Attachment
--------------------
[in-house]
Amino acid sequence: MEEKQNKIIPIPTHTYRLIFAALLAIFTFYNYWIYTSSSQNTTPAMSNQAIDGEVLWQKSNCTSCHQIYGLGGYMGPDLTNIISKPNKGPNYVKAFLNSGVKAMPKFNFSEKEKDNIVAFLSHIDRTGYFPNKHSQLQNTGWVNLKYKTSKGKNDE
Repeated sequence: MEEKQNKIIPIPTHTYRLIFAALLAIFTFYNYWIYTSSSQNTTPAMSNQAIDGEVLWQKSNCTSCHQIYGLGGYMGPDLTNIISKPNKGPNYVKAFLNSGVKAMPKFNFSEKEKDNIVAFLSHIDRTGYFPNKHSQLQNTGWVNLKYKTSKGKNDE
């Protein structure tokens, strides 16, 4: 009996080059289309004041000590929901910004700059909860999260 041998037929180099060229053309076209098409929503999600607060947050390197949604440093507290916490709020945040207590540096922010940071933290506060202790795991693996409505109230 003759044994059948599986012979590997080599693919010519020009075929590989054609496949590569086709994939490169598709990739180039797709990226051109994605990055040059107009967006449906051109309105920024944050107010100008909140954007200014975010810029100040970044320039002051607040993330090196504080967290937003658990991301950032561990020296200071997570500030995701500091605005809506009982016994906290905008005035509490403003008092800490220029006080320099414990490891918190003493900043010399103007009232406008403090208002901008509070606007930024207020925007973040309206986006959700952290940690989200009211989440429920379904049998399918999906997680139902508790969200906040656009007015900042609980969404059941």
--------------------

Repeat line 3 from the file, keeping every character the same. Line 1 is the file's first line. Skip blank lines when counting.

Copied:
Repeated sequence: MEEKQNKIIPIPTHTYRLIFAALLAIFTFYNYWIYTSSSQNTTPAMSNQAIDGEVLWQKSNCTSCHQIYGLGGYMGPDLTNIISKPNKGPNYVKAFLNSGVKAMPKFNFSEKEKDNIVAFLSHIDRTGYFPNKHSQLQNTGWVNLKYKTSKGKNDE